A week after Fico’s shooting, Slovakia still doesn’t know where it will go

maandag 27 mei 2024, 11:25, column van Michal Onderco

De moordaanslag op de Slowaakse premier Fico leidde in Slowakije niet alleen tot een schok, maar liet in de reacties al snel de verdeeldheid in het land zien. Voor de oppositie was het reden om aan te dringen op gematigdheid, met name in het publieke debat. Door regeringspartijen en hun aanhangers werden beschuldigingen geuit aan het adres van de oppositie.

Het gevaar van verdere uitholling van de democratie ligt op de loer. Het wachten is op terugkeer van Fico.

It was a beautiful sunny afternoon, when I messaged my wife who was in her Italian class a short message, “Fico was shot”. She replied instantly, “WTF?” The three lettered abbreviation capture well the feelings of the whole country.

The initial reaction was a shock. Sure, Fico was a polarizing figure, but a political murder was outside of the realm of thinkable. If anything, it was Fico’s supporters and those of the parties that were generally sympathetic to many of his views that threatened, and used, violence and foul language against political opponents.

It was therefore understandable that the initial reaction was shock, followed by a wave of solidarity. Across the political spectrum, everyone wished Fico a speedy recovery. In those initial moments, there was unity in rejecting violence, and even some initial soul searching. Yet, a week after the attempted shooting, we see actors pull in opposite directions. Who wins will have a profound impact on Slovakia, and Europe more broadly.

While simplification is always dangerous, the reactions of the political actors in Slovakia fell into two camps. One is led by President Zuzana Čaputová (who will be leaving office next month) and numerous opposition leaders. This camp is primarily concerned with calming down the situation, and encourages soul searching, and rediscovering “the human” in the other as well.

There are calls to abandon the use of foul language in the public life (Fico, in 2022, famously stood by while his fellow party members including the current deputy parliamentary speaker Blaha and current foreign minister Blanár encouraged the crowd to call President Caputova “an American w***e”). Importantly, the deputy Prime Minister Kaliňák, who assumed the powers of the Prime Minister, falls in this camp too.

The other camp has quickly seized the opportunity to pin blame on the opposition and the media for Fico’s shooting. There have also been calls to settle the scores, and the Interior Minister Šutaj Eštok even spoke of an impeding “civil war”. Based on the statements we have heard in the last weeks, deputy parliamentary speaker Blaha, finance minister Kamenický, but also the leader of the far-right Slovak National Party (and another deputy speaker of the parliament) Danko, and the deputy prime minister Taraba fall into this camp.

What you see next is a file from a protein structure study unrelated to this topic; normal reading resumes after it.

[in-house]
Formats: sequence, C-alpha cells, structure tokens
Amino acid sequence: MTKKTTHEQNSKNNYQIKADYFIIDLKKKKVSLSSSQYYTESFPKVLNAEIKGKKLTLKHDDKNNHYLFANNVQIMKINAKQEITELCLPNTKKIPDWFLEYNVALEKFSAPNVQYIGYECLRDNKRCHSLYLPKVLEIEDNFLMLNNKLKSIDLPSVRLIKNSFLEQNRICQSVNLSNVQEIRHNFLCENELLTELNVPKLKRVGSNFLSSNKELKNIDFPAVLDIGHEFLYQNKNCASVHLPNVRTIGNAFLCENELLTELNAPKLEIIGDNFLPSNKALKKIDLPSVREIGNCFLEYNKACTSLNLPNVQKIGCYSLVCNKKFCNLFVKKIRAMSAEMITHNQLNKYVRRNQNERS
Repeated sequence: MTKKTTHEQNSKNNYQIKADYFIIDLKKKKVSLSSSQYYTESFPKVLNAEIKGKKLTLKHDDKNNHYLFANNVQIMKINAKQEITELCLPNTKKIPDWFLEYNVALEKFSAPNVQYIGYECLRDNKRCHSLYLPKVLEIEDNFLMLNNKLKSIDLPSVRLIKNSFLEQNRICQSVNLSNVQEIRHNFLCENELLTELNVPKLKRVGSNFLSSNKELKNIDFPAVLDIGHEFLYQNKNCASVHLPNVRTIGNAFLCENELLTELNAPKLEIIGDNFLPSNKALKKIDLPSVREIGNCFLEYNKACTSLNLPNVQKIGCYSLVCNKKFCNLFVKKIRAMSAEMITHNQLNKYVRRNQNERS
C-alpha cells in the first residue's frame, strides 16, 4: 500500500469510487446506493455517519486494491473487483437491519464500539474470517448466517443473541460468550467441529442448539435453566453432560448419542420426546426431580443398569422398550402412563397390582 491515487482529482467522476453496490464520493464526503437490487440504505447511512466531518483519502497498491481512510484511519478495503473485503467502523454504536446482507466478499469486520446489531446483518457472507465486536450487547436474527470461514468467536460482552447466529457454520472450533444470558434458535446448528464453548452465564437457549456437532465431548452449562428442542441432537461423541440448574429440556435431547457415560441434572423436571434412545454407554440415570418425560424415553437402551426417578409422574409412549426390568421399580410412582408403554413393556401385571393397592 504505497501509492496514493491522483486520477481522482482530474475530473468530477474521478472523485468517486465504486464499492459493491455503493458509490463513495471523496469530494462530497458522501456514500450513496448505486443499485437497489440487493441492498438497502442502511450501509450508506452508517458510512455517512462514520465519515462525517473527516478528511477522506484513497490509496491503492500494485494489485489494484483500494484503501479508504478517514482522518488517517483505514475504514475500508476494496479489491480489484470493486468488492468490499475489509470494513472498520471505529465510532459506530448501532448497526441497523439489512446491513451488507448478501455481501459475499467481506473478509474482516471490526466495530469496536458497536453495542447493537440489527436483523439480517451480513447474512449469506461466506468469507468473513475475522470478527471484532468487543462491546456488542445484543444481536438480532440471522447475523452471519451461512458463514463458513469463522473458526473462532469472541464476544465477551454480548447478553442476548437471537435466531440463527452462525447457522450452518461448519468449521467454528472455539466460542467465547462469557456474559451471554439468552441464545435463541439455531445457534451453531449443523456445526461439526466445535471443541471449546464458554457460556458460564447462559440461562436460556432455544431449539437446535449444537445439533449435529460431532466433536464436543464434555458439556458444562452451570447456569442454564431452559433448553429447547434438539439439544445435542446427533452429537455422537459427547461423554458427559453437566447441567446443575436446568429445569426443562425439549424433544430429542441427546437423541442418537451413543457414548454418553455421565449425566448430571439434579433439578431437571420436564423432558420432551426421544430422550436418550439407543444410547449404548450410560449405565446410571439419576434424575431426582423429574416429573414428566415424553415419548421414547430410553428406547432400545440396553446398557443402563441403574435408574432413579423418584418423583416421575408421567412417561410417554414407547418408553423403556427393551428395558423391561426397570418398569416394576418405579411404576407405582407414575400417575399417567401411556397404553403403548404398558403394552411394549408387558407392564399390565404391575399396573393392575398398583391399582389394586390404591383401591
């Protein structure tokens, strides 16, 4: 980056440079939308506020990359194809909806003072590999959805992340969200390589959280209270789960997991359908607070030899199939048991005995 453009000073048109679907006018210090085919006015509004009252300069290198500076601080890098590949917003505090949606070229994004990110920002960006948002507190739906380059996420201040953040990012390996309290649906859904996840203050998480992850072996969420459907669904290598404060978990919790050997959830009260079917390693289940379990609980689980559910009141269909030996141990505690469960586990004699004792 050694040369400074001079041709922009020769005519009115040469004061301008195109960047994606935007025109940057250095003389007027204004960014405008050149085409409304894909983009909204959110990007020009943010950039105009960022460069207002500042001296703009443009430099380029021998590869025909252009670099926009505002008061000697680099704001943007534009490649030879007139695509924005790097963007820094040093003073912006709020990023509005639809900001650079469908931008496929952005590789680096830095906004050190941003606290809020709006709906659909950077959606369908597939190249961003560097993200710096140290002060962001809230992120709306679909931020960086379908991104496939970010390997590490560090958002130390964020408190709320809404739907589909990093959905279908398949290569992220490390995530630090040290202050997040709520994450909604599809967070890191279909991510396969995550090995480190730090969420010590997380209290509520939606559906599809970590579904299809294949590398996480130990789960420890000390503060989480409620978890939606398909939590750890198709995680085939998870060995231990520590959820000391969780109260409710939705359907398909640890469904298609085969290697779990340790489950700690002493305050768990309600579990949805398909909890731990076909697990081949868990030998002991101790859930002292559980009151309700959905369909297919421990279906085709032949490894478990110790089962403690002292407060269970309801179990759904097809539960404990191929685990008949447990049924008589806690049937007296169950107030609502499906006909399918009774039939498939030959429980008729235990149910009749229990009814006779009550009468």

If one reads the declarations and statements of political leaders in Slovakia, one would think that the first camp is winning. But if the actions speak more than words, then the situation is far from clear. For instance, the leaders of parliamentary parties were meant to meet in a show of unity in a meeting called by the President Čaputová and the president-elect Pellegrini, only for the meeting to be cancelled after Fico’s party and their far right coalition partner withdrew. President-elect Pellegrini then questioned the sincerity of the opposition’s calls for calm and moderation, and advertised “a tough political debate” about who is to blame for the shooting politically, which he promised to moderate “judiciously”.

Many of the political leaders have openly stated that they wait until Fico comes back publicly before making any future commitments. And Fico, still infirm in hospital, is nowhere to be seen. Yet, Fico’s SMER is profiting from the situation, its ratings ahead of the European elections higher than ever.

What appears as a small-town politicking has profound effect for the region and Europe. If those who seek to settle scores get an upper hand, Slovakia might be in for a tough time. One could imagine further tightening of the media freedom (at the time of writing, Slovakia’s parliament is debating turning a public TV into a state TV), further restrictions on public access to information (many government ministries already refuse to communicate with those whom they see as “unfriendly” media).

Andrej Danko, the far-right deputy parliamentary speaker, wants to use the opening of the debate about the hate speech online to shut down a satirical website which he earlier had blamed for his own party’s lack of success among the young voters (Danko is gaffe-prone, to say the least).

Government has resisted the urge to declare the state of emergency, but it is not unthinkable that restrictions to right of assembly, or even some privacy rights could come (there is, for instance, a proposal to crack down on anonymous discussion forums online). This would, ultimately, lead to further erosion of democracy in Slovakia.

If, however, the soul-searchers win, Slovakia might just escape the trap of democracy erosion. It could reopen the public debate about how the nation wants to live together, and tie it again together.

We will probably have to wait until Fico reemerges from his hospital bed to know where the country will land. But the stakes, they couldn’t be higher.

Michal Onderco is hoogleraar internationale betrekkingen aan de Erasmus Universiteit Rotterdam